Of the three healthcare baskets that PharmEasy is targeting, it has already created a significant presence in consultation and treatment
(From left) PharmEasy founders Dhaval Shah, Harsh Parekh, Siddharth Shah, Hardik Dedhia, and Dharmil Sheth
API Holdings, the parent company of online pharmacy PharmEasy, announced last week that it would pick up a 66.1 per cent stake in diagnostics firm Thyrocare for Rs 4,546 crore. It is the first unicorn to acquire a listed company.
One of the biggest consolidations in the domestic health care space, the deal was struck in record time at the Mumbai residence of A Velumani, founder of Thyrocare.
The deal is also a milestone for five friends from the Mumbai suburb of Ghatkopar, who called themselves the Ghatkopar Gujju gang, and set up PharmEasy in 2015.
Siddharth Shah, Dhaval Shah, Dharmil Sheth, Harsh Parekh, and Hardik Dedhia are now a step closer to their dream of building India’s ‘Amazon’ in the healthcare delivery platform.
Of the three healthcare baskets that PharmEasy is targeting, it has already created a significant presence in consultation and treatment. With the acquisition of Thyrocare, it will now build the third basket — diagnostics.
Experts feel that with Thyrocare, PharmEasy is not only acquiring a brand and the infrastructure for diagnostics, but also a profitable business. Thyrocare’s revenue grew 14 per cent year-on year to Rs 494.6 crore in FY21, with a net profit of Rs 113 crore and Ebitda of 37 per cent.
The acquisition of a profitable business is good news for PharmEasy as it looks at an IPO. Reportedly, the company intends to raise Rs 3,000-3,500 crore via listing in public markets in the next 12-18 months.
For PharmEasy’s founders, it all started in 2012 when Siddharth Shah incorporated a company called Dial Health as part of a project during his IIM Ahmedabad days.
While Dhaval is a doctor by profession, Dharmil, and Hardik are engineers by training, and Harsh is an MBA graduate.
It so happened that Dial Health failed miserably. “The only people who believed in us at that time were our parents,” said Siddharth Shah during an investor call.
However, the experience enabled the five friends to understand that pharma was a highly fragmented market and that retailers did not have the ability to deliver medicines in a short span of time.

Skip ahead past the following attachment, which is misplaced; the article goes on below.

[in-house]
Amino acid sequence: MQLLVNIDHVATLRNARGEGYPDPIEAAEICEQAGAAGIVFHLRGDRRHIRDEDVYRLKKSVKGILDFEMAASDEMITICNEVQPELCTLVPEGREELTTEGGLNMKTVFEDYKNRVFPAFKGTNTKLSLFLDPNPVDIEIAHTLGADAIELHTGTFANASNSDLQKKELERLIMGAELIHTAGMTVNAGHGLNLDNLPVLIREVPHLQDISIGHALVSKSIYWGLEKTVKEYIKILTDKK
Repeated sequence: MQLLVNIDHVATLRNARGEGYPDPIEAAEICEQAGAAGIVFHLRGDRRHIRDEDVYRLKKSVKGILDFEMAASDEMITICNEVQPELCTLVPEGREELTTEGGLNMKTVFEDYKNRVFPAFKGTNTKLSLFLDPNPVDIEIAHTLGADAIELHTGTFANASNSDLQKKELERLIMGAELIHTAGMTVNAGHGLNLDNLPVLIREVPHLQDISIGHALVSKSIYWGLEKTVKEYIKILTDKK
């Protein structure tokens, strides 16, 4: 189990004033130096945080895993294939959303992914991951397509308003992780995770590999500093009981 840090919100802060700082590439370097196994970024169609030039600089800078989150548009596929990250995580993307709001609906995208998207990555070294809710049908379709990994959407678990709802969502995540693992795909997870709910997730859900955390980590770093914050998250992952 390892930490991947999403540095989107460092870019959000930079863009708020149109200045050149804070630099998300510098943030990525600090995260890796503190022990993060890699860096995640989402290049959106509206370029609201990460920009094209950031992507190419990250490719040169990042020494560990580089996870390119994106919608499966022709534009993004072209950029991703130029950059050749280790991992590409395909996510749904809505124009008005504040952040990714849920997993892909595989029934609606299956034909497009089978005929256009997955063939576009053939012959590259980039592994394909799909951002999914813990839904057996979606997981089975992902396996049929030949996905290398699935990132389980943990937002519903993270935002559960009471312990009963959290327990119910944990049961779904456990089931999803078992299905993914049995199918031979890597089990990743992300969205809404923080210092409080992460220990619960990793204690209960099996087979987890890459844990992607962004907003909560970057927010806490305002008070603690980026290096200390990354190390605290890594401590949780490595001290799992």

“The only way to make the front end work was to consolidate the backend,” said Siddharth Shah. So they went ahead and consolidated the digital and retail business and PharmEasy was born in 2015.
Possibly the largest digital outpatient healthcare ecosystem in the country today, PharmEasy has over 12 million registered users and over 17 million active monthly users. It also has a B2B platform called Retailio which delivers medicines to 90,000 retailers in India spread across 140 cities.
“We are now the proud Students of Thyrocare Technologies (not acquirers/buyers) and are taking the 1st step towards learning to make affordable, reliable and quality testing across the country a reality !!,” wrote Dhaval Shah on LinkedIn after the deal was announced.
PharmEasy also plans to invest heavily in technology to give customers a superlative experience. In the works are a recommendation engine to ensure that patients do not do unnecessary tests, a QR-code based verification system to provide end-to-end control of samples, and end-to-end visibility from the time that a customer books a test until the process ends, and so on. The entire process could take 18-24 months, according to company sources.
“Today from a fragmented experience in the OPD value chain, tomorrow you will have an integrated experience, which will be digital-first,” asserts Siddharth Shah.
From a gross merchandise value of $1.4 billion last year, the digital healthcare services sector is expected to grow 10 times in the next 4-5 years. And major players such as Tatas, Reliance and Amazon are moving in to cash in on the opportunity.
Last week, Apollo created the country’s largest omnichannel digital health platform by merging its online and offline pharmacy businesses (excluding hospital pharmacies) and telemedicine verticals into a single entity called Apollo HealthCo.
While Tata Digital, a 100 per cent subsidiary of Tata Sons, acquired 60 per cent stake in 1MG earlier this month for $270 million, Reliance Industries last year acquired a 60 per cent stake in Netmeds for Rs 620 crore.
Earlier this year, API Holdings also acquired online pharmacy Medlife in a deal of over $200 million. Backed by marquee investors such as Temasek, TPG Growth, Prosus Ventures, and Orios Venture Partners, the company is also planning to venture into the health insurance segment.